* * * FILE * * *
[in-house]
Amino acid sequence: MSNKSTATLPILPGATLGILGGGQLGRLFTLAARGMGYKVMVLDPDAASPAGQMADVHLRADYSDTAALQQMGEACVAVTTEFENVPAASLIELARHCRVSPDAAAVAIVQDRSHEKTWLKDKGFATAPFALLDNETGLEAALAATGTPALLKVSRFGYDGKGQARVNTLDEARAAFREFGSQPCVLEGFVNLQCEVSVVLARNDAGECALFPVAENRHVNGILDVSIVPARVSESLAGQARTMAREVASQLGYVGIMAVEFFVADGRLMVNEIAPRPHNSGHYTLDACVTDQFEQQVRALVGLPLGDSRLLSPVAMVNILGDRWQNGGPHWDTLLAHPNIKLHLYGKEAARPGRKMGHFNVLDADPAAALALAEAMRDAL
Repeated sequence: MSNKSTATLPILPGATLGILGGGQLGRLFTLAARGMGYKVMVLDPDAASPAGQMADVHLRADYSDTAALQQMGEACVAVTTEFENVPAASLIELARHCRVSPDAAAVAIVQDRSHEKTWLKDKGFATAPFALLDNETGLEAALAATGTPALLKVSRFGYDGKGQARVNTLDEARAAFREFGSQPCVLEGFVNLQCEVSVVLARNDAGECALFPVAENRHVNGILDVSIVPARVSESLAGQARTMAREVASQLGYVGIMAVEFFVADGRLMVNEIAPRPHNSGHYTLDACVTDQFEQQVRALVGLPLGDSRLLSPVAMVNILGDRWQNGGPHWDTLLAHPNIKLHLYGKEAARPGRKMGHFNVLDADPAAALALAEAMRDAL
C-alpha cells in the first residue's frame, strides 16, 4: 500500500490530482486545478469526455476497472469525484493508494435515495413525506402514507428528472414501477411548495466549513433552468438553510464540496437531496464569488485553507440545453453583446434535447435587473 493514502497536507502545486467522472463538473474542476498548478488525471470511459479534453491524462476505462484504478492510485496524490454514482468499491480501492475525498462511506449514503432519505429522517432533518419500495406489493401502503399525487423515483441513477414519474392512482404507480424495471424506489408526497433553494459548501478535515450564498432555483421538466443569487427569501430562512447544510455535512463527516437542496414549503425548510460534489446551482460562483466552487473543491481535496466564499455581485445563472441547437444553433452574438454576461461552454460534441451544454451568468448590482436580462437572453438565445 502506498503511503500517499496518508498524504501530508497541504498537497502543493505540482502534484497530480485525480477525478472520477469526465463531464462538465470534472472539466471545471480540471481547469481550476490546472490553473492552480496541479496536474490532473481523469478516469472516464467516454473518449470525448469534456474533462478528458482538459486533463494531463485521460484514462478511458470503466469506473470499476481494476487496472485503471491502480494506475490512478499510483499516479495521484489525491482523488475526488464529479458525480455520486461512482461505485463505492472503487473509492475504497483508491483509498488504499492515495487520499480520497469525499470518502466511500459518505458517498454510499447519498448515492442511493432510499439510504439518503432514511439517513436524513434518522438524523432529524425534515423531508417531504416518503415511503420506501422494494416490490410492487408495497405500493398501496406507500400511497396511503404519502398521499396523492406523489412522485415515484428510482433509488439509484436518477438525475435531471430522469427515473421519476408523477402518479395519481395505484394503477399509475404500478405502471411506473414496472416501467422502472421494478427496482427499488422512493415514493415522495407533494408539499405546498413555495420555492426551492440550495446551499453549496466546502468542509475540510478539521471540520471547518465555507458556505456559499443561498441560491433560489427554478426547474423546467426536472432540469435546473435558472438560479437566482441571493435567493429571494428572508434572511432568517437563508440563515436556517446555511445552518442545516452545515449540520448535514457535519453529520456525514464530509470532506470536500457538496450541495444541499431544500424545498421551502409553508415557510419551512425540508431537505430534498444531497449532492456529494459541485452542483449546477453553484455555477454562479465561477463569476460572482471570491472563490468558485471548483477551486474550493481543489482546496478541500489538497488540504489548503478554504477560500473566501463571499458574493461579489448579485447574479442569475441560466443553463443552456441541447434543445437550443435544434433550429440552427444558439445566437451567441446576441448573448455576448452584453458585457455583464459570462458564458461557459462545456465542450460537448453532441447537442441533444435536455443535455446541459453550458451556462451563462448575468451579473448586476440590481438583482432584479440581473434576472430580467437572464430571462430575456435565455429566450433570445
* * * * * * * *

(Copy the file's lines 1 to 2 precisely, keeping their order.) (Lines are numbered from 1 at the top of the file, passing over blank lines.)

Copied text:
[in-house]
Amino acid sequence: MSNKSTATLPILPGATLGILGGGQLGRLFTLAARGMGYKVMVLDPDAASPAGQMADVHLRADYSDTAALQQMGEACVAVTTEFENVPAASLIELARHCRVSPDAAAVAIVQDRSHEKTWLKDKGFATAPFALLDNETGLEAALAATGTPALLKVSRFGYDGKGQARVNTLDEARAAFREFGSQPCVLEGFVNLQCEVSVVLARNDAGECALFPVAENRHVNGILDVSIVPARVSESLAGQARTMAREVASQLGYVGIMAVEFFVADGRLMVNEIAPRPHNSGHYTLDACVTDQFEQQVRALVGLPLGDSRLLSPVAMVNILGDRWQNGGPHWDTLLAHPNIKLHLYGKEAARPGRKMGHFNVLDADPAAALALAEAMRDAL